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Re: Special Form Question
- To: shebs%utah-orion@UTAH-CS.ARPA
- Subject: Re: Special Form Question
- From: NGALL@BBNG.ARPA
- Date: Fri, 13 Dec 1985 14:04:00 -0000
- Cc: common-lisp@SU-AI.ARPA
- In-reply-to: <8512130236.AA20979@utah-orion.ARPA>
- Sender: NGALL@BBNG.ARPA
Date: Thu, 12 Dec 85 19:36:38 MST
From: email@example.com (Stanley Shebs)
Subject: Special Form Question
This may seem like an exceptionally stupid question, but what should
the following do?
(setf (symbol-function 'foo) (symbol-function 'quote))
(foo (a b c))
While CLtL prohibits defining new special forms, it's not clear
that this use is defining a "new" form. Also, symbol-function on
special forms is allowed to return something (whose exact nature is
carefully left vague) which presumably can be used elsewhere. The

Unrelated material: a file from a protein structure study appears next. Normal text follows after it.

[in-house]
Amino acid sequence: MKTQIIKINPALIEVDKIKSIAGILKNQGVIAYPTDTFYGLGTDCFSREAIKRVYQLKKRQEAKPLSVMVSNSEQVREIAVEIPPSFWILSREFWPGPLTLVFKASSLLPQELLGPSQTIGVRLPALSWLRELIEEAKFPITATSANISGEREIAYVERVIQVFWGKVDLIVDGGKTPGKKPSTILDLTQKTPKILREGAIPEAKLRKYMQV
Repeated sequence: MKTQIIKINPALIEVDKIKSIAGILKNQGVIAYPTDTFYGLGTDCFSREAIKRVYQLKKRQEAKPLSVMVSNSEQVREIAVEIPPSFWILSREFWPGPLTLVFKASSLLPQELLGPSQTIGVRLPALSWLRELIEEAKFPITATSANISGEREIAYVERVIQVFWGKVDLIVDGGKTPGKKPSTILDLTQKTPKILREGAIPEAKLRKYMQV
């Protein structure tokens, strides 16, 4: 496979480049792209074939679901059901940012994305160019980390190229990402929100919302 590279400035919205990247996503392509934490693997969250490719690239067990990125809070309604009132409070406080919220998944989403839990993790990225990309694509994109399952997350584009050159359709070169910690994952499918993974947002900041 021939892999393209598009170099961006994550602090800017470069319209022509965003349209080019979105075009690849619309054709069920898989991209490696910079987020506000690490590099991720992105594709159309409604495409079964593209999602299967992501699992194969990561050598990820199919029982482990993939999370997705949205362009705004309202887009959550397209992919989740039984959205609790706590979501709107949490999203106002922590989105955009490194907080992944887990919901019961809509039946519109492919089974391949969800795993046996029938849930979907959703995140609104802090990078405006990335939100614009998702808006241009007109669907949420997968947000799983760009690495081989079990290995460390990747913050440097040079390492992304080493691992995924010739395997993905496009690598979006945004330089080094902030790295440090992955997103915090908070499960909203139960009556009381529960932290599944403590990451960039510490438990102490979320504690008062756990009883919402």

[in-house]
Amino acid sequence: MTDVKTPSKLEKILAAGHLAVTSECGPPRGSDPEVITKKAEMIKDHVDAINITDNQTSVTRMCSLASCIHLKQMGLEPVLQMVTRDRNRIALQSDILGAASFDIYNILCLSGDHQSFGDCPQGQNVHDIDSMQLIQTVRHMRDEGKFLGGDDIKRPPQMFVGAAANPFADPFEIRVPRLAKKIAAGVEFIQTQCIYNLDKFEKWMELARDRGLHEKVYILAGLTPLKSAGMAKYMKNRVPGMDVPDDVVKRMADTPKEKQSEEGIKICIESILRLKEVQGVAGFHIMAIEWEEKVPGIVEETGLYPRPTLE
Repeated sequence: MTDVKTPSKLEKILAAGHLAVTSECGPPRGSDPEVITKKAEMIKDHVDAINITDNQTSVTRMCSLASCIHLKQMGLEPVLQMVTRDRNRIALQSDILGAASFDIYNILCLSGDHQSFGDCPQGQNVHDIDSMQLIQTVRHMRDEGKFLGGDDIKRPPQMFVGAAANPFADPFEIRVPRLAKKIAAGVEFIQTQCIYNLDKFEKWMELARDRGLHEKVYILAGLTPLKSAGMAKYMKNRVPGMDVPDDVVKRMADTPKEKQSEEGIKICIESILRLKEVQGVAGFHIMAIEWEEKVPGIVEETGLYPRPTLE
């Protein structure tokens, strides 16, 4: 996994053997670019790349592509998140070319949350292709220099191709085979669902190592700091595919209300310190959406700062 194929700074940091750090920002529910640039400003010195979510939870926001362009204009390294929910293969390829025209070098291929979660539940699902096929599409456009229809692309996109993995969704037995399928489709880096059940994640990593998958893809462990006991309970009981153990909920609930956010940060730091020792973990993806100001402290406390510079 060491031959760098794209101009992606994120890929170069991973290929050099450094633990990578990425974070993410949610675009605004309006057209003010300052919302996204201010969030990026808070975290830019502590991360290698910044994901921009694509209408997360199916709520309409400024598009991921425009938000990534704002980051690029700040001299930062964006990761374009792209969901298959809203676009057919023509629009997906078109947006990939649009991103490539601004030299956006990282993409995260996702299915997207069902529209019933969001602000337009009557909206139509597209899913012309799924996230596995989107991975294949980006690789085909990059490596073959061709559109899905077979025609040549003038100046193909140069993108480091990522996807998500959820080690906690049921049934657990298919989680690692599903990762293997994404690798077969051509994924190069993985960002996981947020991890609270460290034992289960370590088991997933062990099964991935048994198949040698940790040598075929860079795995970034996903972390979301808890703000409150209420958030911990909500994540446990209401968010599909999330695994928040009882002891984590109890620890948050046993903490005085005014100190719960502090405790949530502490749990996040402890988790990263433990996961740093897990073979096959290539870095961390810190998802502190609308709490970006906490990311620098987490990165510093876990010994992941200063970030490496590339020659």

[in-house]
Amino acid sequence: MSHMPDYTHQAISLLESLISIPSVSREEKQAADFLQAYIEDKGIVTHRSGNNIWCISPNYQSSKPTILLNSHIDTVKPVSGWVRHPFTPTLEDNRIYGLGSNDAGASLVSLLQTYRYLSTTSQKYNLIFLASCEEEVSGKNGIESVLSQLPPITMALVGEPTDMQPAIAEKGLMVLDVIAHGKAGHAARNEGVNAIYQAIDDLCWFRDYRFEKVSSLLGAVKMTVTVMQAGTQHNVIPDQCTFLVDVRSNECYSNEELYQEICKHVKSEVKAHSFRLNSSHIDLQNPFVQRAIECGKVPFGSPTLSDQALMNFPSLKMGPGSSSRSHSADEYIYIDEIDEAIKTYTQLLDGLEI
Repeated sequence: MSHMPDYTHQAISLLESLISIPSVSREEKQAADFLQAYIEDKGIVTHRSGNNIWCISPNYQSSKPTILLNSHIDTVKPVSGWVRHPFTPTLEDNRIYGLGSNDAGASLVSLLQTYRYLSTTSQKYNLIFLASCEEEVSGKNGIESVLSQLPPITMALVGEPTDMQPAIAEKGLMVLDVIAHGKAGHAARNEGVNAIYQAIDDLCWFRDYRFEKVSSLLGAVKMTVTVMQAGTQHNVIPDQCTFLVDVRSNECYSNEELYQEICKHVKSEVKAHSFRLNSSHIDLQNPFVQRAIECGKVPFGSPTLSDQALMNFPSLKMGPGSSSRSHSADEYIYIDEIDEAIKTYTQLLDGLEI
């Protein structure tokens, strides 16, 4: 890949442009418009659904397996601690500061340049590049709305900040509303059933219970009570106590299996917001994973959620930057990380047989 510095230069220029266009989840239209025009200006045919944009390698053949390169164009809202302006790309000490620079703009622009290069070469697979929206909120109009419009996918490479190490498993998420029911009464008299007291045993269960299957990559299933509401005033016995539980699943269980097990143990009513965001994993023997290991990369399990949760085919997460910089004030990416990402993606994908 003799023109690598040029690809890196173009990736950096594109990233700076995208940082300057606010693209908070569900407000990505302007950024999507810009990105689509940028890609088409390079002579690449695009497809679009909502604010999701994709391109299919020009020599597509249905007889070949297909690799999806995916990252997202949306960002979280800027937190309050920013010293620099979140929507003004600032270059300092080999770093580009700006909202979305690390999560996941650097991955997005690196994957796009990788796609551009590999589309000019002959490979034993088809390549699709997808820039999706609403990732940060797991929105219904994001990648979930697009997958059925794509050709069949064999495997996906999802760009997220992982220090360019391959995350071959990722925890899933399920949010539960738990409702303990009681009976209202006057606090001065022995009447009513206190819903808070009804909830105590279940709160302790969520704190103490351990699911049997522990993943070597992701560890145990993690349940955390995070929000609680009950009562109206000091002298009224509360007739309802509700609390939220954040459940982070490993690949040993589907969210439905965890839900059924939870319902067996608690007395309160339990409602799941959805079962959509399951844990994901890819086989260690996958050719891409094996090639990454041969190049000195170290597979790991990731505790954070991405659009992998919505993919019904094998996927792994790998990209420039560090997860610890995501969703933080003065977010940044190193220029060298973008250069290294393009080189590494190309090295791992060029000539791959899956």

whole thing sure looks like a nod to implementations which still have
nasty fexprs :-), and for which the above trick would be valid.
Am I right? Or is it OK for symbol-function of a special form to
signal an error?
It is clearly NOT OK for (symbol-function 'quote) to signal an error, pg. 90.
It is not clear (in CLtL) whether
(setf (symbol-function 'foo)
is an error ("The set of special forms is fixed in CL." pg. 57);
must "work" (Note that there is no restriction on the "specified definition"
that may be assigned to the symbol-function gen. var., pg. 90;
is left undefined (Note that vagueness of what symbol-function of a special
form returns and what special-form-p returns (and what can be done with them).
I vote for "is an error" for the simple reason that portable code analyzers
(incl. compilers) count on the fact that they must have special-purpose
code only for the symbols in Table 5-1 (cf. the code-analysis "algorithm" on
pg. 57). If we break this restriction, portable code ananlyzers would become
much more complicated (if not impossible without further CLtL revisions).
Besides, why would anyone need to do such a thing? Remember macros?...